Why Stop at Banks? 13 Other Great Taxes

Let's apply the "Goldman Tax" to other folks who need reforming

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Okay, so there are lots of problems with the “Goldman Tax” that President Obama wants to enact. Goldman Sachs and the other big banks that would pay this new levy—officially called the Financial Crisis Responsibility Fee—will probably just pass the $90 billion cost onto consumers. It might be hard to police loopholes and exemptions. It could put rapacious American banks a step behind the rapacious foreign banks they compete with. And it might disrupt all that bank capital that’s been gushing into the real economy, helping it heal so rapidly.

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But those aren’t reasons to kill the tax. They’re reasons to have MORE revenue-raisers like the Goldman Tax. The government is desperate for money, after all, and taxpayers are going to cough it up one way or the other, no matter where the tax starts. So here are some other “responsibility fees” that would bring in needed funds while encouraging Americans to behave better:

The double-secret-derivative tax. A surcharge on whatever securities Wall Street dreams up to replace CDOs, CLOs, CSOs, SFCDOs, CDO-squareds, CDO-cubeds, and commercial-real-estate CDOs. Since it will take the government 10 years to figure out what these are, this tax would be retroactive with no statute of limitations.

The Ayn Rand Tax. Assessed on any government regulator who believes that investors will refrain from taking catastrophic risks because they know how to look out for themselves. A special Greenspan Clause would quintuple the penalty for a regulator who happens to be Chairman of the Federal Reserve.

The AIG Tax. A surcharge on the 20 big companies that exhibit the most self-destructive behavior every year. If they can’t pay in cash, each company would remunerate taxpayers in kind: AIG, for example, would offer every American a credit-default swap insuring them against the consequences of whatever risky behavior they chose. If Microsoft ever sold a system as bad as Vista again, it would give every American a Zune. For the tomfoolery over Jay Leno and Conan O’Brien, NBC would give viewers a break by going dark during prime time.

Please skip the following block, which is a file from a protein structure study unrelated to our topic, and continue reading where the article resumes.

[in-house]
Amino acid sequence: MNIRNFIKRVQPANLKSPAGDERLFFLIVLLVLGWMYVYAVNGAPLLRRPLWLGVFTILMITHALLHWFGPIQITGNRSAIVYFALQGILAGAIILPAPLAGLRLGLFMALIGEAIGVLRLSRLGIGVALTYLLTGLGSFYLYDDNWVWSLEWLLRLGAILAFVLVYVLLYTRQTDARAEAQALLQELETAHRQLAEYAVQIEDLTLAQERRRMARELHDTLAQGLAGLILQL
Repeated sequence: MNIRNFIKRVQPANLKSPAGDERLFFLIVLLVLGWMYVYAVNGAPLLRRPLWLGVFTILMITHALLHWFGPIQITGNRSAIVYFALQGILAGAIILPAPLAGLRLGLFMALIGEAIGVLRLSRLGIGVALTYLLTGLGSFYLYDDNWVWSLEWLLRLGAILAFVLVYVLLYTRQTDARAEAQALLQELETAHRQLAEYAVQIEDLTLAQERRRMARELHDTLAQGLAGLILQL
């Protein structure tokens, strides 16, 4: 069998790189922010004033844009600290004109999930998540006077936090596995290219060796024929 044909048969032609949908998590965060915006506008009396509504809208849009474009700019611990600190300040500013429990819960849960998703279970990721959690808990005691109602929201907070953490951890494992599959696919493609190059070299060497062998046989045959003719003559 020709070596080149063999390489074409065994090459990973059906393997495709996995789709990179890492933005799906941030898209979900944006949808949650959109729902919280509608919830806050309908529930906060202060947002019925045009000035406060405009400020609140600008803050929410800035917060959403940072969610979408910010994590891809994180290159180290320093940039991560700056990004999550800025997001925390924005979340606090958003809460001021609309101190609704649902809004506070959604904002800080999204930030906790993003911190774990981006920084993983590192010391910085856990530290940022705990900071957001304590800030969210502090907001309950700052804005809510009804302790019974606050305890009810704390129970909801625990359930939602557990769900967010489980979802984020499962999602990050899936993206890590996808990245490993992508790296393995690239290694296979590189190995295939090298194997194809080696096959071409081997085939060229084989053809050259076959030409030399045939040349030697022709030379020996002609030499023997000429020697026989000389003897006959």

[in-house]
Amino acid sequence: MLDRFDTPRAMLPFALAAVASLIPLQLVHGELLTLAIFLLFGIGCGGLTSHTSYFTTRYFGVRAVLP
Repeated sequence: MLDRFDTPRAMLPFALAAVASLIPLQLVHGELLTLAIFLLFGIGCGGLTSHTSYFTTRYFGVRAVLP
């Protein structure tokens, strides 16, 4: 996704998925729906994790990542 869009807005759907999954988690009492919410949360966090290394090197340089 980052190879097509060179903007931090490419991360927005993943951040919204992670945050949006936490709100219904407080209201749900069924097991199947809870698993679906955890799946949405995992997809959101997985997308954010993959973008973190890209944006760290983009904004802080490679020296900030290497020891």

[See 4 things that could derail a recovery.]

The Kanye West Tax. Ante up every time you act like an ass. If it’s on TV, multiply the baseline fee by the number of people who view the act of stupidity, including YouTube and Hulu replays.

The OctoBox Tax. Any TV network that holds a panel discussion with more than four participants would have to pay a per-pundit dickering fee.

The Financial Crisis Responsibility Fee Double-Indemnity Tax. Doubles the Goldman Tax on any bank whose assets are equal to 100 percent of its assets. Why not.

The Tiger Woods Tax. Imposed on celebrities who exhibit extraordinary carnal hubris. $1 million per bimbo.

[See why Tiger Woods will come roaring back.]

The Jesus Tax. Also known as the Lloyd Blankfein Apotheosis Tax. To be paid by any individual who says he’s acting on God’s behalf but can’t prove it. Includes the Pope’s U.S. representatives.

The Overexposure Tax. To be paid by any president who shows up on TV more than five times per week. Doubled for every published picture of him playing basketball or frolicking on the beach during vacation.

The Coyness Tax. Sarah Palin pays $10,000 per day until she declares whether she’s running for office in 2012.

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The Big Pharma tax. Haha, just kidding, we’d never tax you guys.

The Financial Crisis Responsibility Fee Quadruple-Indemnity Tax. Imposed on any bank that has either positive net earnings or negative net earnings in a given year. Heh-heh. We'll never have a chance to do this again.

The Twitter Tax. Suffer from Nothing-Interesting-To-Say Disease? Here’s the cure: A $1 tax on every pointless Tweet. The government will be back in the black in no time.